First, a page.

Phew. It's been a while. A LONG while... My Layla is 6 months old now and this means I have suddenly got a little more time (and freedom) on my hands: I've started painting again, and at long last, I can spend more time writing too!
There have been so many Soutpiel issues in the last 6 months, and I just WISH I had jotted each of them down for a time like now, because with this porridge-brain that motherhood has induced, I CANNOT, for the life of me, remember more than a handful. (My standing joke is that when I gave birth to Layla, they didn't remove my placenta, but my brain! Funny? Not when you've misplaced your keys for the third time in as many hours!! There's even been a missed dentist appointment and double-booking coffee dates with friends... Upon leaving Cape Town to return to the UK, my mom said, with a grandmotherly frown, "I'm really worried that you're going to forget to feed Layla!" Thankfully, Layla knows exactly how to let me know if she's hungry - so at least Layla gets fed, bathed and changed with devoted punctuality!)
In my second year of my Fine Art degree at the University of Cape Town, I allowed myself to be robbed of my creative self-confidence by an aggressively 'cool' young lecturer only a few years my senior, but with such a threatened sense of self, that she lashed out at anyone who possessed some degree of what she so obviously and painfully lacked. She was one of those who carefully cultivated her rebellion, inside and out. Built like a scarecrow, she dressed her emaciated, boyish frame in black combat boots and bad attitude - her hair short, mousy and spiked into intentionally aggro spikes. So it was no wonder then, that I, with my long (pretty) hair, pearl earrings and dungarees posed a terrible slap in the face to everything she stood for. Volunteering (perhaps a little like a too-helpful teacher's pet) to run a photocopying errand for her, she accepted but with a humiliating glare that, typically, left my cheeks more than aglow.
Peggy Delport, another lecturer - but infinitely more mature as an artist and human being, and - incidentally, one of South Africa's top painters even in her 60s, had left me to my own devices the previous semester, saying, "Lisa, you know what you're doing! You have the most incredble sense of light in your work." The work I produced, my first experience with oil paints, is something I am still damn proud of - but the sense of self-confidence Peggy left me with at the end of the first semester was ravaged with brutal speed by this new young lecturer in only the first week of that second semester. After that first withering look on my way to the photocopy machine came only more disdain and drama. The result: an incomplete body of work which raised many eyebrows in the distinct lack of ability it presented. Weeks and weeks worth of her brooding, black moods and barbed comments wore me down, down, down - all I was left with were paintings that had me apologising to the examining lecturers, and blushing a sad crimson with shame. (I threw the paintings away.) By the far the most damaging of all her afternoon critiques was when she kicked my paintings just enough for them to fall over, jabbing her finger at them, telling me, "You don't know how to paint!!!"
Her mean bitch of a ghost has haunted me for years. Eleven years to be exact. Even seeing her on the cover of a local decor magazine made me physically flinch! I guess it's the mark of a young sensibility that I didn't have the wisdom to take her with a pinch of salt, and only taking into my heart what the truly talented and renowned art lecturers said of my work. Too late now, but better late than never.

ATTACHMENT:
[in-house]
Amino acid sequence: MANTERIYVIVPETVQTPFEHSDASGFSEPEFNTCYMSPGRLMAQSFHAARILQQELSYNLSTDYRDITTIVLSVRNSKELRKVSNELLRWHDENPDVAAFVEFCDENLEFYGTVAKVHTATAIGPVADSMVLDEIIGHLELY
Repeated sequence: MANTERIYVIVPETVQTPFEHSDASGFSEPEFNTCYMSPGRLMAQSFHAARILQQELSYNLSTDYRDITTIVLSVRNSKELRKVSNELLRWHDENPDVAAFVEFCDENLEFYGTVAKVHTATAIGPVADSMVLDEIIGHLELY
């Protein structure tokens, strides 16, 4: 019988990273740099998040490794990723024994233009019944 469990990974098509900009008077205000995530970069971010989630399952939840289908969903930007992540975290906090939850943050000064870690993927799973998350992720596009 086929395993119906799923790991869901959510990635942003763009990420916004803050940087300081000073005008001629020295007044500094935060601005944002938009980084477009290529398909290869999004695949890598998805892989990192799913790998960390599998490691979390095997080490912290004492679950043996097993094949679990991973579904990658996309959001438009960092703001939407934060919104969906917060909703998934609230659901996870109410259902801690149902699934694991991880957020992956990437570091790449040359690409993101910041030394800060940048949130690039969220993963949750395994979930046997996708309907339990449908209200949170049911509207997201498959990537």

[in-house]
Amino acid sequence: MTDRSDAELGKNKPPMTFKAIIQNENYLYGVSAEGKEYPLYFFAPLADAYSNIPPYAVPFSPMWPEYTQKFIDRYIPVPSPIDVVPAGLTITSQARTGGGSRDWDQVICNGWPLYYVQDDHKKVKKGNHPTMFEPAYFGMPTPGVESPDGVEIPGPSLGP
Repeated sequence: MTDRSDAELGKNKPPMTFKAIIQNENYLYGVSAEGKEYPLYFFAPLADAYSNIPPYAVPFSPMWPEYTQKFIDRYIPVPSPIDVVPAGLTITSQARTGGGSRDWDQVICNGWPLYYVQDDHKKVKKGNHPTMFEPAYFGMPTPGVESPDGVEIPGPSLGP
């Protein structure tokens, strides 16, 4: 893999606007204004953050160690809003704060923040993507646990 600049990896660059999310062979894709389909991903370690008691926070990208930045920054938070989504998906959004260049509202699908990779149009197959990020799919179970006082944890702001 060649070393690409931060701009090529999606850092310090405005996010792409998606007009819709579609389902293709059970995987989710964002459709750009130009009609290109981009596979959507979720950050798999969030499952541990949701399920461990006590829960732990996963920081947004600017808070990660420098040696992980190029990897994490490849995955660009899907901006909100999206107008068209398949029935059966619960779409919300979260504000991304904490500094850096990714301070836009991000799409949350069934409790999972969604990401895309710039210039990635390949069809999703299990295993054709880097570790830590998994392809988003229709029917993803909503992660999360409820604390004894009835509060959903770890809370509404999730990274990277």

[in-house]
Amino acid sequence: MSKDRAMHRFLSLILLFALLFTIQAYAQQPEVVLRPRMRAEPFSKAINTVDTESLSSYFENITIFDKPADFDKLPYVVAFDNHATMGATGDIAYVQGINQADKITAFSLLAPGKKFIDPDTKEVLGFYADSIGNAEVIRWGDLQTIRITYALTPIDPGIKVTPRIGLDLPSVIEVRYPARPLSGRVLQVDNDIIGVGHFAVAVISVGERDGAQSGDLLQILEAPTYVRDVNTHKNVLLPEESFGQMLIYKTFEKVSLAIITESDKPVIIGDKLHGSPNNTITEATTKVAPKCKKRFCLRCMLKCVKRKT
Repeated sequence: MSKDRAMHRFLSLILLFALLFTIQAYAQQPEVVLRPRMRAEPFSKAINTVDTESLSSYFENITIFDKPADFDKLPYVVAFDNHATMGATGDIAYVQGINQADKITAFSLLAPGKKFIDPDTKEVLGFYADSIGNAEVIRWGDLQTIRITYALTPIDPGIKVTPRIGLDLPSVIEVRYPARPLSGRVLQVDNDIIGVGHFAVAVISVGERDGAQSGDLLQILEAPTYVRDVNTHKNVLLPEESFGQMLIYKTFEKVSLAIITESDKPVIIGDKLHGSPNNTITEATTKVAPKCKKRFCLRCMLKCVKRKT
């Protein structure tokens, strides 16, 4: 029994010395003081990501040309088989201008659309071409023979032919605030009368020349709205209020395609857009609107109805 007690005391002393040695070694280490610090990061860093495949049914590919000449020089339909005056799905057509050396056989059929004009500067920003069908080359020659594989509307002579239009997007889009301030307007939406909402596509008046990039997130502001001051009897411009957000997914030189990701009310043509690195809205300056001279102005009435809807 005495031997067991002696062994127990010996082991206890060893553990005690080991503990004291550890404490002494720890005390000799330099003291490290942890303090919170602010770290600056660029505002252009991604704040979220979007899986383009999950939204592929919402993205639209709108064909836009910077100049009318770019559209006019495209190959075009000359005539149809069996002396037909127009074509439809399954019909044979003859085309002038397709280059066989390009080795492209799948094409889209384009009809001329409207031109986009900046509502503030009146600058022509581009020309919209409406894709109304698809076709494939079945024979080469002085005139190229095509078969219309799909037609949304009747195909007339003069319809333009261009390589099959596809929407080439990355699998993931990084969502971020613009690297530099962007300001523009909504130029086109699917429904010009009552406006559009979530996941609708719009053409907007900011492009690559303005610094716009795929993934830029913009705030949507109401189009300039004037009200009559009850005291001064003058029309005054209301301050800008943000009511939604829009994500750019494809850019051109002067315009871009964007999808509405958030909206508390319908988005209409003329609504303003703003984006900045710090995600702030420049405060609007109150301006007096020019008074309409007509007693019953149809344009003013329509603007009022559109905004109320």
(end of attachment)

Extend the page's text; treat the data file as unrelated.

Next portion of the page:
Anyway (sigh), when I was in South Africa for the most incredible 2.5 month holiday, I started painting again! GONE was all of that accumulated artistic baggage I'd started hoarding in my Michaelis days - WHAM BAM BOOM! Just like that! I think it was giving birth to the child I have longed for ever since I can remember... Quite why I think she's been the cure I can't quite say, but there has definitely been a huge, HUGE shift inside me since she arrived. Amazing little miracle that she is ;)
And so the crux of this Soutpiel entry is finally about to be made evident: I'd been promising to paint something for my mom for years, but having to perform as a bizarre, cerebralised Michaelisite meant there was never anything truly beautiful that wasn't just a touch horrific (i.e. watercolours of kidneys etc.) This holiday, I resolved, would be used to paint something for my mom at long blerry last.
In the matter of a few days, a small but richly coloured painting of 'The Barefoot Diva' emerged - as well as a new way of painting that I can only say came from somewhere deep in my subconsious. It felt like heaven painting again - such joy and a sense of satisfaction after so many barren years of unnecessary angst. Yippeeeeee!!!!!!!!!!!! Oh yes - the Soutpiel slant on all of this? Africa. I have fallen in love with Africa as only one who has lived in (self-imposed) exile can be! Driving through the Port Elizabeth township of Motherwell, I wanted to hop out with my camera to photograph the big-boude'd mamas gracefully balancing a sack of potatoes on their heads, a baby tied to their backs ... reminding me of when our domestic used to tie my baby doll to mine. And the Nguni cattle roaming free amongst the rainbow of proudly painted shacks. (Why didn't I get out the car to take the photos then? That's another day's worth of writing.) But the long and the short of it is that before I would have literally fainted with kitsch embarrassment at the thought of painting anything remotely African. Now, it's a different story. Every single image I can lay my hands on that reminds me of home makes me burn to paint it!
(Attached is a photo of my painting of Cesaria Evora. In acrylic.)